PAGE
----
It was extraordinary to be among the more than 10,000 competitors overall, and one of more than 1,200 members of the U.S. team, at the Maccabiah games that just ended in Israel.
Maccabiah divides competitors into age groups. I made the team for tennis players 55 and older (age groups begin at 35+ and are in five-year increments up to 80 and above).
I was world ranked 736 in 1986 in singles, after playing Division One college tennis, but that was more than 35 years ago. Making the team and marching into the stadium with all the other athletes is an experience that I will always remember. The opening ceremonies were not only attended by Israeli leaders, but by U.S. President Joe Biden, as well; it was the first time that an American president had attended them.
When I made the team in November, I had one main concern other than getting in shape: I did not want to have to compete on the 17th of Tammuz fast day. I knew that Maccabiah games did not take place on Shabbat, but I heard that they did proceed on this fast day.
My last match on the pro tennis tour nearly four decades ago was on Tisha B’Av (which falls this year on Aug. 6-7). I fasted and lost the match—the last round of qualifying in a satellite, tournament, the equivalent today of a futures tournament.
The U.S. coach, Scott Ehrlich, was completely supportive of my position. But despite having played one match on the first Wednesday and Friday, and none on Thursday, I found out on the night of the fast that two matches had been scheduled for me, one in singles and one in doubles, for the day of the fast. I gave Coach Ehrlich more information about the religious reasons for the fast: that it commemorates the breach of the walls of Jerusalem that eventually led to the destruction of the Temple and the loss of the city; that it was the day on which Moses broke the tablets of the Ten Commandments; when an Idol was erected in the Temple; when the daily sacrifice was halted; and when Roman military leader Apostomus burned a Torah scroll just prior to the Bar Kochba Revolt.
I told him I could not play singles in 90-degree weather in Netanya and still fast. Throughout the Maccabiah, Coach Ehrlich gave me better advice and assistance than my Division 1 coaches had done during my four years playing college tennis. It helped the experience to have such a great coach for our team.
The efforts of Coach Ehrlich led the organizers to move my singles match to the next day, but they kept my doubles match on the fast day. I was still in physical pain from my singles match two days earlier, from what I thought was a bad leg cramp, so I asked a friend who worked at Laniado Hospital in Netanya, which employs around 2,000 people, to get me an appointment with a doctor there.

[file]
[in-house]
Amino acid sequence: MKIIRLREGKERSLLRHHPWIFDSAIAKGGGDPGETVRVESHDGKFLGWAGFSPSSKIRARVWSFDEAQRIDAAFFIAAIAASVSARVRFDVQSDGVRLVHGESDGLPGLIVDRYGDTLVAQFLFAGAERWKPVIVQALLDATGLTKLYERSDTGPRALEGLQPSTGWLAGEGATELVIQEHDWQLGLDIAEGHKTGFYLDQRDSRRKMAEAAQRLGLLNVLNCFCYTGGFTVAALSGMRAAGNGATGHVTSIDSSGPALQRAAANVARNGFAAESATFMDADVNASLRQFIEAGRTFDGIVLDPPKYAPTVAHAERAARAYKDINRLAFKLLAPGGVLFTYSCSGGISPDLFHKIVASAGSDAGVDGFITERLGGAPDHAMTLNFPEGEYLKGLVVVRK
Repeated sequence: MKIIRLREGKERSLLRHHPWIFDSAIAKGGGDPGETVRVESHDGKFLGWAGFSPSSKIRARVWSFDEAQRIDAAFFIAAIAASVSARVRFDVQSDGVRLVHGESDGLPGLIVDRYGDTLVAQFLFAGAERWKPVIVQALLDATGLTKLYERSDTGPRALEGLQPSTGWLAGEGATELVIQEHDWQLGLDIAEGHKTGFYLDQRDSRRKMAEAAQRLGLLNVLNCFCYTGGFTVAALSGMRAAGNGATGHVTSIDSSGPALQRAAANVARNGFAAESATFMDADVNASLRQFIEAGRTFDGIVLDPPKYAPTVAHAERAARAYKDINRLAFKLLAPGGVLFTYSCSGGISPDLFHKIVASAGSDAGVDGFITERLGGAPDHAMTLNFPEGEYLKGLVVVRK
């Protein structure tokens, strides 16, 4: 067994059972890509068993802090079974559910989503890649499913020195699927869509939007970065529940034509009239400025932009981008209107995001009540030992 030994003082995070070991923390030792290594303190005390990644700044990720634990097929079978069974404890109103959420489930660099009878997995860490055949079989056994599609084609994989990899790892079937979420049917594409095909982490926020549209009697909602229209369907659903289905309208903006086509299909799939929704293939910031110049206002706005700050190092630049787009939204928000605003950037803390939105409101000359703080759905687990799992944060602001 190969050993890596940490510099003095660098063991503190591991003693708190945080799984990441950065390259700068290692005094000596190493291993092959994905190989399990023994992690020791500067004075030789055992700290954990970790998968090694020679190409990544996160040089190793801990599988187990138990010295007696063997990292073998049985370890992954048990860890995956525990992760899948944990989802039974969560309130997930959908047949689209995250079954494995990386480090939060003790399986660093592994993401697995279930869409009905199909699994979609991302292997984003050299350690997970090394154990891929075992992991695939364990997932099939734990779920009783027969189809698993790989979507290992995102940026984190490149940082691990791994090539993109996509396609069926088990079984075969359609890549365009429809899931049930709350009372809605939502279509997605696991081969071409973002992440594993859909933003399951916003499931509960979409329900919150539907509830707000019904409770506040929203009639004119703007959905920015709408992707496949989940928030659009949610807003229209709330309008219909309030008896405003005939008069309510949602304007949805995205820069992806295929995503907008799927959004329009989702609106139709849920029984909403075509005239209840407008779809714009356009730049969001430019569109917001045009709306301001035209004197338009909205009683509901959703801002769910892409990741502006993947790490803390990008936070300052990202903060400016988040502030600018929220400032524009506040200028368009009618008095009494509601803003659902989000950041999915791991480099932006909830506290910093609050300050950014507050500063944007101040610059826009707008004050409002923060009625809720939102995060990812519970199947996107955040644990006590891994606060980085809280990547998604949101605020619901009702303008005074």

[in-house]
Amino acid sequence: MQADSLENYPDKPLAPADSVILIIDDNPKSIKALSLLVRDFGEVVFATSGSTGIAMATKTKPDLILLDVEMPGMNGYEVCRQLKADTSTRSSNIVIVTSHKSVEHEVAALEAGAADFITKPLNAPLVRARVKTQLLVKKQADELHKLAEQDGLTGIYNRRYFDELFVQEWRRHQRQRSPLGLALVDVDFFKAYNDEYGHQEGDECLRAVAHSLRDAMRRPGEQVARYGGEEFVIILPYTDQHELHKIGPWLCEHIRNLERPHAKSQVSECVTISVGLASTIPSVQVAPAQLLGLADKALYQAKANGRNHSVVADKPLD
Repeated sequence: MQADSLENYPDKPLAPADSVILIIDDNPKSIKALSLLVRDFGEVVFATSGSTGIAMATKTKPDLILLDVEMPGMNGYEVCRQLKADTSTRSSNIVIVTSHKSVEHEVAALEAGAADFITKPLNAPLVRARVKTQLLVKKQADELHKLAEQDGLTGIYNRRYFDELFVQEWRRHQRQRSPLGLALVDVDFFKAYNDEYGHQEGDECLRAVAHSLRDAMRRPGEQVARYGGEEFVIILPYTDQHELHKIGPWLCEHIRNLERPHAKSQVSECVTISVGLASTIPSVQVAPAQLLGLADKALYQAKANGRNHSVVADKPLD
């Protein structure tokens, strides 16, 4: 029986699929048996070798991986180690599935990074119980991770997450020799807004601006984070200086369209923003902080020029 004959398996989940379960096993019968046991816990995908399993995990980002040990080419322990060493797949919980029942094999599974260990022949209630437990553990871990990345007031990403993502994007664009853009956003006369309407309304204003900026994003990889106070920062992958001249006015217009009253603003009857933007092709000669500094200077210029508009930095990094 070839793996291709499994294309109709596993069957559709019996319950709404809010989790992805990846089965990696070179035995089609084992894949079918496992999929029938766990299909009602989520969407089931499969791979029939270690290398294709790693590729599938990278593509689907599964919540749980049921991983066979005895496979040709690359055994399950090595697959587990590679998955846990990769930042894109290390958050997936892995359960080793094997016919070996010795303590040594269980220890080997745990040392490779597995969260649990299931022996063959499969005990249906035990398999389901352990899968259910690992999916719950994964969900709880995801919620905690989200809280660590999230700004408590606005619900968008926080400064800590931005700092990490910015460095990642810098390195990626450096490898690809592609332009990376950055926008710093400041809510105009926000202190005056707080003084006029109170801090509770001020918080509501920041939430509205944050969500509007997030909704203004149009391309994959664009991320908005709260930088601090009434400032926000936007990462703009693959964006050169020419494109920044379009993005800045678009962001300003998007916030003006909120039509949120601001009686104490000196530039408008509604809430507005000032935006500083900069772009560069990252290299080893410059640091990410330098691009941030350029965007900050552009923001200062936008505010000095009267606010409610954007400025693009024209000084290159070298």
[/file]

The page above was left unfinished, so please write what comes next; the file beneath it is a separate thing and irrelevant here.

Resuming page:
Laniado Hospital has an extraordinary story. The Klausenberger Rebbe, after losing his wife and while losing all 11 of his children in the Nazi genocide of the Jews, vowed to God that if he survived the Holocaust, he would establish a hospital in Israel.
After surviving the atrocities, he remarried, had seven kids, made aliyah and founded Laniado. The appointment I had was with a top orthopedic Jewish doctor from India, who informed me that I had a partial tear in my quadricep muscle and that I had to drop out of singles. It was devastating news, as I had trained for more than six months for this.
I dropped out of singles. The doubles match started about 40 minutes before the end of the fast. Though fasting and injured, I played and we still managed to win against a team from Argentina, thanks to the performance of my doubles partner, Richard Brail. I later found out that my friend, Chaim Silberstein (who leads extraordinary tours of Jerusalem and runs a pro-Israel think tank), played and won two indoor squash matches while fasting, and eventually won a team gold and individual bronze for Israel.
Another friend and an amazing American-Israeli entrepreneur, Ron Rosenberg, took intravenous fluids to enable him to play ice hockey during the fast. He said that he heard of another Orthodox hockey player who did the same thing.
Eventually, Brail and I lost one round before a medal to an Israeli team in the quarterfinals, and they went on to win the silver medal, as they lost in the finals.
The Maccabiah—in which Jewish athletes come together every four years in Israel to compete—has become the third-largest sporting event in the world, in terms of the number of athletes. It’s hard to believe that it started in the 1930s.
It is an amazing event, and the hope is that in the future it will be more respectful of the Orthodox participants by not scheduling for them competitions on fast days. There are other days available for matches, and it’s possible, even under such circumstances, to complete all scheduled games in a timely fashion.
I know that the Maccabiah athletes had a great time and were very positively influenced by their stay in Israel. Let’s hope that the event’s popularity expands, and that more Orthodox players will take part and be accommodated.
It was an honor to be part of the U.S. team. A long time ago, it was thought that Jews were not great fighters; the Israel Defense Forces has shown that this is not true. The Maccabiah is showing that Jews can be good athletes, as well. May the Maccabiah games only grow from strength to strength.
Farley Weiss is Chairman of the Israel Heritage Foundation (IHF) and former president of the National Council of Young Israel, as well as an intellectual property attorney for the law firm of Weiss & Moy. The views expressed are the author’s and not necessarily representative of NCYI.
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